Identity. There is so much bundled up in that word. The search for the answer to the question Who am I? is one that starts early in life, rages through adolescence and, just when you think you have figured it out in adulthood, something throws you off. We are each a work in progress and, therefore, while there should be a thread, how we self-identify also often evolves.

When I was in high school, my English teacher taught us the expression Many a mickle makes a muckle which is said to come from old English or Scottish and means, paraphrased, Many small things add up to one big thing. How we define ourselves is, in reality, the some of our culture, our experiences, where we were raised, our interests, and so on. In this highly connected world, it becomes even harder to find the thread that helps us define our I Am.

Some years back, I attended a panel discussion which included an imam, a rabbi and a priest, among others; the topic of discussion was the South African Identity. With the country’s brutal and divisive history, I truly believe that is at the core of a lot of the challenges we still face – how to find the thread that runs through a nation. Obviously, the whole Rainbow Nation thing was not it and we need to go back to the drawing board. But we should not be afraid to jump into the mire and peel away the surface.

The search for the answer to the question Who am I? is one that starts early in life, rages through adolescence and, just when you think you have figured it out in adulthood, something throws you off.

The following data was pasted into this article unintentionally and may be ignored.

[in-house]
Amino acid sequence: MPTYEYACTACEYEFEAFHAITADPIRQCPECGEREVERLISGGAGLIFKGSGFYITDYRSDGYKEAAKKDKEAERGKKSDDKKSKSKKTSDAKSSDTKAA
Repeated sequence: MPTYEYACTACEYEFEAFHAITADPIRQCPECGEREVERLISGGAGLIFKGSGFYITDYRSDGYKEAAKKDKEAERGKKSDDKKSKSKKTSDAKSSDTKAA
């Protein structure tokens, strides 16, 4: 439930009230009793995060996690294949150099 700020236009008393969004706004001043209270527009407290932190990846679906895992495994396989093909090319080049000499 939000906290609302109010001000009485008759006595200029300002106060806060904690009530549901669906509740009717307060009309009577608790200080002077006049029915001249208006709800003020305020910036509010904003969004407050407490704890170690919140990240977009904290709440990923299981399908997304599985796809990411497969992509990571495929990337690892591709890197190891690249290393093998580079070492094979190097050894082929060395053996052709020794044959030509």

It is only by going deep and acknowledging the different aspects of ourselves that we can start to make sense of who we are, individually and collectively. And we need to acknowledge and recognise that, while they have a significant impact, it does go beyond race and culture. There was a time when people who defied convention were considered anomalies, but these days everyone seems to defy convention when you get to know them a little bit. Also, I believe, we are a bit more comfortable with sharing aspects of who we are with a broader audience, born out of the advent of social media.

In this issue of Afropolitan, we seek to explore this idea of identity, in all its possible forms, some overt, some a lot more subtle. The hope is that it will spark reflection, both of self and the world around you. It is about getting to the heart of all aspects of our lives as Afropolitans. And, on that note, this is my last issue as editor of Afropolitan. I am grateful to the team at Contact Media as well as to all of you for allowing me this opportunity to share some of the stories I think are important. I wish you all the best in finding You and realising all that you desire.